Remodelling of the Vibrio cholerae membrane by incorporation of exogenous fatty acids from host and aquatic environments.

Journal Article (Journal Article)

The Gram-negative bacteria Vibrio cholerae poses significant public health concerns by causing an acute intestinal infection afflicting millions of people each year. V. cholerae motility, as well as virulence factor expression and outer membrane protein production, has been shown to be affected by bile. The current study examines the effects of bile on V. cholerae phospholipids. Bile exposure caused significant alterations to the phospholipid profile of V. cholerae but not of other enteric pathogens. These changes consisted of a quantitative increase and migratory difference in cardiolipin, decreases in phosphatidylglycerol and phosphatidylethanolamine, and the dramatic appearance of an unknown phospholipid determined to be lyso-phosphatidylethanolamine. Major components of bile were not responsible for the observed changes, but long-chain polyunsaturated fatty acids, which are minor components of bile, were shown to be incorporated into phospholipids of V. cholerae. Although the bile-induced phospholipid profile was independent of the V. cholerae virulence cascade, we identified another relevant environment in which V. cholerae assimilates unique fatty acids into its membrane phospholipids - marine sediment. Our results suggest that Vibrio species possess unique machinery conferring the ability to take up a wider range of exogenous fatty acids than other enteric bacteria.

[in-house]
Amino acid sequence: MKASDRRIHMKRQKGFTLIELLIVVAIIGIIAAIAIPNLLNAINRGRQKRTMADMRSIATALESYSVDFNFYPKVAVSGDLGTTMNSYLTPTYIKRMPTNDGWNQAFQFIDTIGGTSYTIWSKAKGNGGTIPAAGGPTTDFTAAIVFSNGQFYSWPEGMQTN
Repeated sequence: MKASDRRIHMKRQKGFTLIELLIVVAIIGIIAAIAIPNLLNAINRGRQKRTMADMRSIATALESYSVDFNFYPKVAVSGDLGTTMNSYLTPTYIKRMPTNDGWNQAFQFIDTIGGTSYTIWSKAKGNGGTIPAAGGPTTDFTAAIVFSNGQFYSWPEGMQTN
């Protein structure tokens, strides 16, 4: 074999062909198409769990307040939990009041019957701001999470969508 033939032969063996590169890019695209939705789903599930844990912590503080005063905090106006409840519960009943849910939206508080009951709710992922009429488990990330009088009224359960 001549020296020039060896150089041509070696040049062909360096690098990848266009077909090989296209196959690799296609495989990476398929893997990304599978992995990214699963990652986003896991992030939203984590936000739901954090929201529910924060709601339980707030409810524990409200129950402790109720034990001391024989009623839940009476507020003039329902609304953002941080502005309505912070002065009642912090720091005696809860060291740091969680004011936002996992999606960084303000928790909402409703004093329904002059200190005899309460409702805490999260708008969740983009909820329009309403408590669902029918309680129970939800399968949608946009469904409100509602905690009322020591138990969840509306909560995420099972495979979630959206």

Full Text

Duke Authors

Cited Authors

  • Giles, DK; Hankins, JV; Guan, Z; Trent, MS

Published Date

  • February 2011

Published In

Volume / Issue

  • 79 / 3

Start / End Page

  • 716 - 728

PubMed ID

  • 21255114

Pubmed Central ID

  • PMC3079547

Electronic International Standard Serial Number (EISSN)

  • 1365-2958

Digital Object Identifier (DOI)

  • 10.1111/j.1365-2958.2010.07476.x


  • eng

Conference Location

  • England